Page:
The legacy of divisivenes and 'honor'

August 30, 1998|By GREGORY KANE

IT TOOK SUN "Perspective" editor Mike Adams to point out a glaring error in my column on Willie Lynch, the apocryphal Jamaican slave owner who supposedly made an early 18th century speech about controlling slaves by using "fear, envy and distrust." It was an error of omission, not commission.

In the column, I made reference to Adams' February article on the Willie Lynch syndrome. Adams did an excellent job in proving that there is no documented proof that Lynch existed, but, as he made clear, that was not his main point.

"The way your piece was written, it mis-characterizes the thrust of my piece," Adams wrote in one of his famous computer messages. "There was really no need to invent Lynch. There is a body of history that supports the ideas that were attributed to Lynch. In fairness, you should have characterized my piece more accurately if you planned to use it for the underpinnings of your own. To mention me in passing makes it appear that I buy into your argument, and I don't."

Adams' article specifically quoted Columbia University historian Eric Foner, who doubted Lynch's existence but said there were numerous books and magazine articles on how to keep slaves docile and under control. The literature that does exist, Foner explained to Adams, was "in the same ballpark" as the fictitious Lynch speech.

Some blacks have suggested this pitting of slave against slave for control purposes has effects that linger today.

"It explains why so many young black men are filled with self-hatred that leads to prison and the graveyard," Adams wrote in his article. Jabulani Leffall, a talented African-American business reporter here at The Sun, put it to me this way:

"Wouldn't you agree that to some degree we as a people are still restrained by certain mental fetters that cause us to shoot one another and attack one another's character?"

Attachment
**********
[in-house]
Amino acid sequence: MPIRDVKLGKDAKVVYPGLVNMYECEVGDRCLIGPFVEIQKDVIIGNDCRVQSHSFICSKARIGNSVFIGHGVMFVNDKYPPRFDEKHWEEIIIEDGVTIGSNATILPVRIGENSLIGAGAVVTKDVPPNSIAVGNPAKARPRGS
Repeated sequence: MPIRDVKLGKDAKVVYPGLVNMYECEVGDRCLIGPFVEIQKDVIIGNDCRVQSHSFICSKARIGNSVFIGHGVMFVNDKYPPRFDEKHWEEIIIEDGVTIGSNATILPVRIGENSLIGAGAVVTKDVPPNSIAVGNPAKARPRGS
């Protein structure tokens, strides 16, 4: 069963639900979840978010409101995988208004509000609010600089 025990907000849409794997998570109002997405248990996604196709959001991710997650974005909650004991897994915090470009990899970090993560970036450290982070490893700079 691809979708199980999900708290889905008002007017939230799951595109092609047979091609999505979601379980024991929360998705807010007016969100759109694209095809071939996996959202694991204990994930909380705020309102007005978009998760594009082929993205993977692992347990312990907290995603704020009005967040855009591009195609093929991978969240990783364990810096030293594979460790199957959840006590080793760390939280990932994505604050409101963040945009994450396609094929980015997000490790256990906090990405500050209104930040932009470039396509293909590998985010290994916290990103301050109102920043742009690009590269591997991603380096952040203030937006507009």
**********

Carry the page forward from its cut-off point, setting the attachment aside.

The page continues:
Yes, I do. But whether those mental fetters came from the divide-and-conquer slave tactics from more than 130 years ago is highly suspect. Several scholars have linked the high black homicide rate not to the legacy of the slaves, but the legacy of the slave masters. Today's young black men are killing each over the concept of respect. That's equivalent to the concept of "honor" Southern white men held so dear. For years they eagerly and gleefully murdered over it. For years the South had the country's highest homicide rate. Southern white men were as defensive about that fact as blacks are today about the high homicide rate among our youth.

Attacks on character are not unique to blacks. One need only read what the Federalist press printed about Thomas Jefferson when he was president, or what the Democrats said about the Federalists. It was the Federalists who passed the Alien and Sedition Acts, meant to stifle criticism, and more than one anti-Federalist journalist ended up in prison after being charged with sedition. And let's not forget how those Southern gentlemen referred to above traditionally handled character attacks: by dueling to the death.

And once again I'll repeat the bottom line on those documents, both real and bogus, that purported to teach slave owners how to control slaves: Their very existence proves that slaves weren't as divisive or submissive or controlled as slave owners would have liked.

Prevaricator punch line

Gordon Hutt of Glen Burnie wants to know why I left Ronald Reagan out of the Parade of Prevaricators otherwise known as our presidents.

"In the 1980s, Ronald Reagan told us he wasn't trading arms for hostages," Hutt wrote. "That is precisely what he was doing! He told us he didn't illegally transfer arms to Iran and that is exactly what took place! I hasten to point out that Reagan was selling arms to Iran at a time when they were the chief supplier of the Islamic terrorists who blew up 241 U.S. Marines in Beirut, Lebanon. He then lied to us about using the illegal proceeds of these arms sales to illegally fund his drug dealing Contra 'freedom fighters' in Nicaragua. Your silence on 'the great communicator' leads me to believe you are one of those who gives Reagan credit for the great economic growth which took place on a credit card and, of course, the fall of Communism."

Wrong, Hutt. I'm one of those who hasn't voted for a Democratic or Republican presidential candidate in years. My constant refrain in the past two elections has been "Don't blame me, I voted for Perot." I left Reagan out because on the Iran/Contra mess I wouldn't have known where to stop. If Reagan didn't get impeached for that scandal, I can't see how Congress can in good conscience impeach Clinton. But there is a joke of the millennium associated with all this. I recently received a fax from a radio talk show host who demanded that Clinton be impeached.

That radio talk show host was Oliver North, Reagan's point man in the Iran/Contra affair.

Pub Date: 8/30/98

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